These four films were my introduction to queer cinema. There was so much whiplash in the representation department, I wouldn’t even begin to be able to unpack the issues within the films for years. I just continued to consume more and more queer cinema, all of varying quality.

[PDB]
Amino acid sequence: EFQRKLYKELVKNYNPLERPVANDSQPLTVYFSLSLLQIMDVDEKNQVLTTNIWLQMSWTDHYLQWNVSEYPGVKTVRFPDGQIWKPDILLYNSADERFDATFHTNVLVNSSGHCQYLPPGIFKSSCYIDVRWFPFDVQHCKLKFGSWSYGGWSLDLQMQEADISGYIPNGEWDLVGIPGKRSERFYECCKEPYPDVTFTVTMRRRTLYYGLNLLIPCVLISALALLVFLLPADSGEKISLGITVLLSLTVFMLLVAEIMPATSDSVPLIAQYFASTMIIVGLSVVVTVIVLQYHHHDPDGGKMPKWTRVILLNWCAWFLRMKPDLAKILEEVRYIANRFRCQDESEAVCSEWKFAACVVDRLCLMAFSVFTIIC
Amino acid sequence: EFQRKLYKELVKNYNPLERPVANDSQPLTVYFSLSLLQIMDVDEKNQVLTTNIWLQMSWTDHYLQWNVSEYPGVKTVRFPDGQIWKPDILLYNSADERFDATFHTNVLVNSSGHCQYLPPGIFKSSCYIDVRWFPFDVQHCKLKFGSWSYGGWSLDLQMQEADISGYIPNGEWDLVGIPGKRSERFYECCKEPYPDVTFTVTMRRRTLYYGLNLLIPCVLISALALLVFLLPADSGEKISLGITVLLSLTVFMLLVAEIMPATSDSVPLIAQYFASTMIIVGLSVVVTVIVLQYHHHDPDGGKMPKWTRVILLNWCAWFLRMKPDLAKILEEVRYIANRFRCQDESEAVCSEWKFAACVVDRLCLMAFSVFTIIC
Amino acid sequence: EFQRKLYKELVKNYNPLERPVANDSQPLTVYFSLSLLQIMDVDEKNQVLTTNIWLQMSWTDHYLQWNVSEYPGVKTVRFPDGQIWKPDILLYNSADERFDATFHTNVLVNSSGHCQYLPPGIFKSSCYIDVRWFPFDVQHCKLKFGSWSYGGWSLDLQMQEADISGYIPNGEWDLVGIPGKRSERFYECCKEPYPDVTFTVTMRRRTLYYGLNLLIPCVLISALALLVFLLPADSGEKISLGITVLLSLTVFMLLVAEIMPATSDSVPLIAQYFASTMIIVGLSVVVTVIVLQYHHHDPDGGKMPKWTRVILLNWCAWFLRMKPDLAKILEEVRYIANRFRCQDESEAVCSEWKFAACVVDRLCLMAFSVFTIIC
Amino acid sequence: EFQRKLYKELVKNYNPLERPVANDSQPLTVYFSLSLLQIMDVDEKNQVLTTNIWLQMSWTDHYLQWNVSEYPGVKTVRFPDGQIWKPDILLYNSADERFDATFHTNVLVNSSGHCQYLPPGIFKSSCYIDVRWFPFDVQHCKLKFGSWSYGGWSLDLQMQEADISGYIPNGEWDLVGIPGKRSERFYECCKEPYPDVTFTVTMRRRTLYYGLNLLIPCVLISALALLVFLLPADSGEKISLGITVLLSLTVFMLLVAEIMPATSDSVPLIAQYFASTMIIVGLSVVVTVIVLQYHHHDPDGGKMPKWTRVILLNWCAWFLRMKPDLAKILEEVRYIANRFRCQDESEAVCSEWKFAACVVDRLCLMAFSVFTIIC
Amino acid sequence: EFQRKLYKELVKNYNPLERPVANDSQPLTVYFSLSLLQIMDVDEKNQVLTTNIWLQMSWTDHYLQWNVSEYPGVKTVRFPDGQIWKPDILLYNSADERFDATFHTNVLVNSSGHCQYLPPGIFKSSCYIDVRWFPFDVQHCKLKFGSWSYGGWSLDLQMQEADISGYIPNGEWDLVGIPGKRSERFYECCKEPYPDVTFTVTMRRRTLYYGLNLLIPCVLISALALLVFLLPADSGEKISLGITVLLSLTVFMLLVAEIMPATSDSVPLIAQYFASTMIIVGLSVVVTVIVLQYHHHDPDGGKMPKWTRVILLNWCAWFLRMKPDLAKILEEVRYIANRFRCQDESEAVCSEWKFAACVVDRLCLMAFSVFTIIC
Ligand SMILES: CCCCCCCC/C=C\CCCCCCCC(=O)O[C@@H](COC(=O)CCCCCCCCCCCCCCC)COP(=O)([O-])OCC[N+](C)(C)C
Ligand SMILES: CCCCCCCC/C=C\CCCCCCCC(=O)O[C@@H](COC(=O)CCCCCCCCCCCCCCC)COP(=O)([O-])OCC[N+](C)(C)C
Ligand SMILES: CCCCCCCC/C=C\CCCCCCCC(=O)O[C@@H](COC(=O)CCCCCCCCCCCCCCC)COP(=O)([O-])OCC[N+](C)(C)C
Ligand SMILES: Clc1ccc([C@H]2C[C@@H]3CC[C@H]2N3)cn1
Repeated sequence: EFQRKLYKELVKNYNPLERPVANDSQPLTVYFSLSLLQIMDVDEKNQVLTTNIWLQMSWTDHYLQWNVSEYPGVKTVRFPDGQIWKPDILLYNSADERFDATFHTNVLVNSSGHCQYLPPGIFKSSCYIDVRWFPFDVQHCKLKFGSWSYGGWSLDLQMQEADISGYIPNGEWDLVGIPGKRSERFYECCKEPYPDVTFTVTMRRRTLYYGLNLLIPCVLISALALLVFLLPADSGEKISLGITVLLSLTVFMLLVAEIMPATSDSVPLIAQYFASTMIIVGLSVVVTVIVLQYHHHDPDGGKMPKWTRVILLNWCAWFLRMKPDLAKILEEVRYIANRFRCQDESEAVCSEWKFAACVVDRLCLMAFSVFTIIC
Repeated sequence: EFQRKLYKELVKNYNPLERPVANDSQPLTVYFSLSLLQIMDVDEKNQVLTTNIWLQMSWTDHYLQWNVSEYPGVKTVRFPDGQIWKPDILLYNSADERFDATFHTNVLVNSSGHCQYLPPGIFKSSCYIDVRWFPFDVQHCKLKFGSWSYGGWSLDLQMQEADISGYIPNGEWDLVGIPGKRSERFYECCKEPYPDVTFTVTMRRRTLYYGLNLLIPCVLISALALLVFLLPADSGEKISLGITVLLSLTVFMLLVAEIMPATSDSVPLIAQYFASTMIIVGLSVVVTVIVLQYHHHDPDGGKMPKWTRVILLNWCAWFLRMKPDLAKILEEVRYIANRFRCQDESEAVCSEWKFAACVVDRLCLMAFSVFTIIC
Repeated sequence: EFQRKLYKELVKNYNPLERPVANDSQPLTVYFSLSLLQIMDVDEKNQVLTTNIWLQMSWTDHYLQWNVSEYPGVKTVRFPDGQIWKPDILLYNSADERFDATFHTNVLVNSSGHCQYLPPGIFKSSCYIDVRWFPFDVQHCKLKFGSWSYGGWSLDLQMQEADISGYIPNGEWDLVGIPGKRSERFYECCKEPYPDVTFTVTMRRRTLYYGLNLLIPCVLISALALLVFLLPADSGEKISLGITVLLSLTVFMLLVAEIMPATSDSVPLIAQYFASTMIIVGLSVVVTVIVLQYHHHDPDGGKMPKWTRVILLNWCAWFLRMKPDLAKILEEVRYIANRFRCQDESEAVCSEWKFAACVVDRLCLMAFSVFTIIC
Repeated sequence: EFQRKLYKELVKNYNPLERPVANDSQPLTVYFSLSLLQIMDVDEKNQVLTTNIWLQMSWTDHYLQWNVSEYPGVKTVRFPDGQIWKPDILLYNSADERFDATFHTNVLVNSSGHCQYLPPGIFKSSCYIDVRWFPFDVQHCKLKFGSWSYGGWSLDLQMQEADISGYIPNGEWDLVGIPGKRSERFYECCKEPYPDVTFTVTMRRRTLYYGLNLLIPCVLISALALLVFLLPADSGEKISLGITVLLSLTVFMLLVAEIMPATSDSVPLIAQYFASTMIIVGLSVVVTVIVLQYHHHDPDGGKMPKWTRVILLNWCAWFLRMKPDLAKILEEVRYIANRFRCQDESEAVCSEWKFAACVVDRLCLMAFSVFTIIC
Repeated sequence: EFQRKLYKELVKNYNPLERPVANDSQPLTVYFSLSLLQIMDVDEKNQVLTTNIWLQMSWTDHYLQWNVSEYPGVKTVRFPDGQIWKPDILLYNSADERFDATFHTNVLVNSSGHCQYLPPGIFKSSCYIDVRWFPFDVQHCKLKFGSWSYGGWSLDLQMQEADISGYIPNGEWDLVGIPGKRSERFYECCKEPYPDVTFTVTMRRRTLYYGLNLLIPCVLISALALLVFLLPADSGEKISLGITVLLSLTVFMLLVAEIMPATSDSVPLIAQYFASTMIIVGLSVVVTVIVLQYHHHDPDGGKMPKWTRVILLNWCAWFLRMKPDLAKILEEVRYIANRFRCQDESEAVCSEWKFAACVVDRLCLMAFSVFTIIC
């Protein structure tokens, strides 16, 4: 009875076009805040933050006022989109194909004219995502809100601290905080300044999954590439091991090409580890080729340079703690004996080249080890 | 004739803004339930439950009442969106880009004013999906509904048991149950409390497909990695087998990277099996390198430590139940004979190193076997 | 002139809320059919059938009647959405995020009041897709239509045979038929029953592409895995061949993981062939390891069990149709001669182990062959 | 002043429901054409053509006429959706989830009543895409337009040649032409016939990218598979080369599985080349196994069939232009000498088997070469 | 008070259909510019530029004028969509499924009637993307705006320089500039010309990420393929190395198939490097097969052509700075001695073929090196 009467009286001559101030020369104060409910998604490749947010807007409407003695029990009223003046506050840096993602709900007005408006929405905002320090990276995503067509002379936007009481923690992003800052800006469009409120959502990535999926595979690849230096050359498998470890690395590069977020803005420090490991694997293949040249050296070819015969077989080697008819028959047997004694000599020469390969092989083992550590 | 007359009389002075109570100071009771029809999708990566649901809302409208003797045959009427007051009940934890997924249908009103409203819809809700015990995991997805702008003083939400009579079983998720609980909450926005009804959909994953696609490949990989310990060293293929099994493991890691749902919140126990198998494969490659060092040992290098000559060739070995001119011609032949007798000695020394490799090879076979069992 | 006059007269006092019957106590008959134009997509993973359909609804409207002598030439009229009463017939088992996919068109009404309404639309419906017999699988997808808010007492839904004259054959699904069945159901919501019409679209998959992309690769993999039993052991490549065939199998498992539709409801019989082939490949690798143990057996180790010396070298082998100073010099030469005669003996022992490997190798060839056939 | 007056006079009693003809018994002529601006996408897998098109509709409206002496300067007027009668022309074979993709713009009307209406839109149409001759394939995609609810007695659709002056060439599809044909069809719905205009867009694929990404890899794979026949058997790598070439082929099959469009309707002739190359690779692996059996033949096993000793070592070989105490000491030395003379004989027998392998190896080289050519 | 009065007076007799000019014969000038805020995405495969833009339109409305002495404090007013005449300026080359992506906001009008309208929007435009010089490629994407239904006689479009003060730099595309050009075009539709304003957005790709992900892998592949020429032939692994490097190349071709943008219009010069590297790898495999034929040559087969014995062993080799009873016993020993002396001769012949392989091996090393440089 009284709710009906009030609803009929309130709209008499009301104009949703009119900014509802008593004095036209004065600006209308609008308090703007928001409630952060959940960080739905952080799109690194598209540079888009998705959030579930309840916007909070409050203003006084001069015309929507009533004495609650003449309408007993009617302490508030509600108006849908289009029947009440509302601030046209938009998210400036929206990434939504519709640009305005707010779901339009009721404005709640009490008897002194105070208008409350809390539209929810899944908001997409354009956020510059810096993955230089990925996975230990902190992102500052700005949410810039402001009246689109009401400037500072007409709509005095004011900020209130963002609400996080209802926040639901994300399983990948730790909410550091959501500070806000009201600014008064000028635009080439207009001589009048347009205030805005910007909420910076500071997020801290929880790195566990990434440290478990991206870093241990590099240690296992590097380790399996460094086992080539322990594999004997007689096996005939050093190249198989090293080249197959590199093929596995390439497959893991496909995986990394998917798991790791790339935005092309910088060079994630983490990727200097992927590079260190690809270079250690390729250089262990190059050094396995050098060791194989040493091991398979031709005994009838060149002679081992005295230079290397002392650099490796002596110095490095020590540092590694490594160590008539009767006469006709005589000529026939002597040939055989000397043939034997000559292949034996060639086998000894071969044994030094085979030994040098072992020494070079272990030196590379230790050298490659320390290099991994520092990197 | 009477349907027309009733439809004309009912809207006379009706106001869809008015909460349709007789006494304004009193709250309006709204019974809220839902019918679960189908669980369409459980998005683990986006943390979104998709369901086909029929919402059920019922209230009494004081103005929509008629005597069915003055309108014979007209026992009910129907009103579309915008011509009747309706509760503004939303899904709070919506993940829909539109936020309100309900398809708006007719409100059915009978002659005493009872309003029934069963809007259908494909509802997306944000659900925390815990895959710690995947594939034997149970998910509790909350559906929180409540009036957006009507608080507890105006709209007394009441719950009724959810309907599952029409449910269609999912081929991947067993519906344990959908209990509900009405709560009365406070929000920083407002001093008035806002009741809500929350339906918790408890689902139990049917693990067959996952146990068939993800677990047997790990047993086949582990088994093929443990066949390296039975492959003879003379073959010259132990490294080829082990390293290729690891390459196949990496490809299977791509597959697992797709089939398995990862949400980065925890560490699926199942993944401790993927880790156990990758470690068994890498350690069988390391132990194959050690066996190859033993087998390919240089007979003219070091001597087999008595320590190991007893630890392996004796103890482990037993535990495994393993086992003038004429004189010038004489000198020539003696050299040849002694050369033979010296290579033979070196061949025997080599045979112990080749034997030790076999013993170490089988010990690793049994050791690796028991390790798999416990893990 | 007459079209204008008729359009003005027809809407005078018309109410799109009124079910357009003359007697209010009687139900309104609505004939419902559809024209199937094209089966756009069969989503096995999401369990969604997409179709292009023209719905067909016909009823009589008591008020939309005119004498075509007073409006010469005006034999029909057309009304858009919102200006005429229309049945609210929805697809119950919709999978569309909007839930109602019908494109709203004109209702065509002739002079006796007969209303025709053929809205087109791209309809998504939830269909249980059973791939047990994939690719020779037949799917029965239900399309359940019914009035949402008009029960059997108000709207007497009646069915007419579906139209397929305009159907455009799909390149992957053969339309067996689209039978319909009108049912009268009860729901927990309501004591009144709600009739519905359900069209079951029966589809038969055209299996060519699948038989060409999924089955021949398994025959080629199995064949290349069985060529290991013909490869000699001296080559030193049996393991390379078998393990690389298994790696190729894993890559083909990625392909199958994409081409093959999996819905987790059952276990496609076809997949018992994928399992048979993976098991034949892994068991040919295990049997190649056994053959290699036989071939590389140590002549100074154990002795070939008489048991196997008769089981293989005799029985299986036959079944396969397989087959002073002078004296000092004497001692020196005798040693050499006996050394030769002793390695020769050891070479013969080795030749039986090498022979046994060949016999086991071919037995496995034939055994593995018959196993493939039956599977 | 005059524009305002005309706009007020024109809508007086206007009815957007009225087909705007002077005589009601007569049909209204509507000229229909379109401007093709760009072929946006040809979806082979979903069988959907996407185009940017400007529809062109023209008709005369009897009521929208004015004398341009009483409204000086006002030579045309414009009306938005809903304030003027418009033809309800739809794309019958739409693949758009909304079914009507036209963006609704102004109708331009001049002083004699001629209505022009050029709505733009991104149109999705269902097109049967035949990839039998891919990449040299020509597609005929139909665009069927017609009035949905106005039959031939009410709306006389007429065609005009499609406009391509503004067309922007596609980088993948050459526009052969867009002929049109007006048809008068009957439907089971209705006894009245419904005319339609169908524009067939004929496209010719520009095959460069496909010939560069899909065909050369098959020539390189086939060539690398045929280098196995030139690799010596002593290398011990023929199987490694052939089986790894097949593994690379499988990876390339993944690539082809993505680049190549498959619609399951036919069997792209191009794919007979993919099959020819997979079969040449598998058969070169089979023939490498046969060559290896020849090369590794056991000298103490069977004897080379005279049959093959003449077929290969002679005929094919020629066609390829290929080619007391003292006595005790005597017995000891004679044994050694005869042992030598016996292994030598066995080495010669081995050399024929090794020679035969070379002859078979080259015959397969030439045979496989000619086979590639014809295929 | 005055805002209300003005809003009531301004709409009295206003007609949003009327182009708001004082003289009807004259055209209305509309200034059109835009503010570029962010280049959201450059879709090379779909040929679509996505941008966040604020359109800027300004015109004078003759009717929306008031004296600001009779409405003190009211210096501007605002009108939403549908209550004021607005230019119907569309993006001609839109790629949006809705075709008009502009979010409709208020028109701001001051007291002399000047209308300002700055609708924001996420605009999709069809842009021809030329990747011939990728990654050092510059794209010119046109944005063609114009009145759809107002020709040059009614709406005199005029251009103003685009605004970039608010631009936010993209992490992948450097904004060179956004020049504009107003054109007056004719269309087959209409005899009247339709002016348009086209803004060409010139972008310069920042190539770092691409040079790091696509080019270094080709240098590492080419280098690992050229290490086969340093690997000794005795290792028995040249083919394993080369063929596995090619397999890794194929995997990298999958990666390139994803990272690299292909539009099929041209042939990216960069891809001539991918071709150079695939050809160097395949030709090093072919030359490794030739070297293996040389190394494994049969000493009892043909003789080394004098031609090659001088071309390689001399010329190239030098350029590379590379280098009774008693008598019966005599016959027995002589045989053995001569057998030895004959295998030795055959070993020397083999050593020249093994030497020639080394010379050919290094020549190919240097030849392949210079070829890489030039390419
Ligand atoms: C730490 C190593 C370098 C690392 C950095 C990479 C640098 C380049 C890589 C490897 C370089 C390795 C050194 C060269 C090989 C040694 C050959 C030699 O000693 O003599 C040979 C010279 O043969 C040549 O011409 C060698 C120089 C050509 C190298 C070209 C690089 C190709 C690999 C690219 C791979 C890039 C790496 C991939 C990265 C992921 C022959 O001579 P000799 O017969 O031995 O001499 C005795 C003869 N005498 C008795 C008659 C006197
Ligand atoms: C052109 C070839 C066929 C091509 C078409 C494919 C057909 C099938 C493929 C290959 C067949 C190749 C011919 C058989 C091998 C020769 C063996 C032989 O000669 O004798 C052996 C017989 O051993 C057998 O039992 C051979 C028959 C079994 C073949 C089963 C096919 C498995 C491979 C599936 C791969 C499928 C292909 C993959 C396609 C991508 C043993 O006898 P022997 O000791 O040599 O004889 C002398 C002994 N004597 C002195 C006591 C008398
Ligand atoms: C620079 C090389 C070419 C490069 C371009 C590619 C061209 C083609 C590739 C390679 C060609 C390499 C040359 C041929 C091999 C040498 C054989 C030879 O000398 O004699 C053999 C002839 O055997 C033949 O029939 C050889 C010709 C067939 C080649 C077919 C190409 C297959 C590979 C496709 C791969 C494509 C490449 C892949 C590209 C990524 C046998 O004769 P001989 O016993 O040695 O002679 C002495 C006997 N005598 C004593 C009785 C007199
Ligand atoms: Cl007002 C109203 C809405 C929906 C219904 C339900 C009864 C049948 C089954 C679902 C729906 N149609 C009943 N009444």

A few years later, it dawned on me, I finally noticed a trend. I was watching Buffy the Vampire Slayer and they killed Tara. It was so very wrong, it was cruel, and thoughtless. They broke Willow and Tara up early on in the season, just to get them back together for less than one episode, and Tara died from a stray bullet meant for Buffy. I connected so strongly with Willow and Tara. They had helped me to cement my sexual identity and my gender identity. I finally had some labels for what I was. Everything before this point was just me knowing I wasn’t straight and that was it. Buffy helped me to come to terms with that fact and become comfortable with it. Seeing those two together, up until the end was a pretty healthy relationship. Then when things just started to become patched up, they killed her. The pieces started falling into place for me. Everybody was dying, all the queer characters I grew to love, tried to see myself in. They were dying from AIDS, a hate crime, stray bullets, or suicide. Every. Single. Time. I went online and found out that it was so common, so ubiquitous that it has had many names over the years. Currently it’s known as “Bury Your Gays” which as far as I can tell was first used in 2008 on TV Tropes. (Fun Fact: TV Tropes started as a Buffy fansite listing the tropes, and many of the trope names come from the show itself, or from the staff writers of the show. Examples: “Lampshading” or “The Big Bad.”) I had known this trope previously as “Dead Lesbian Syndrome.”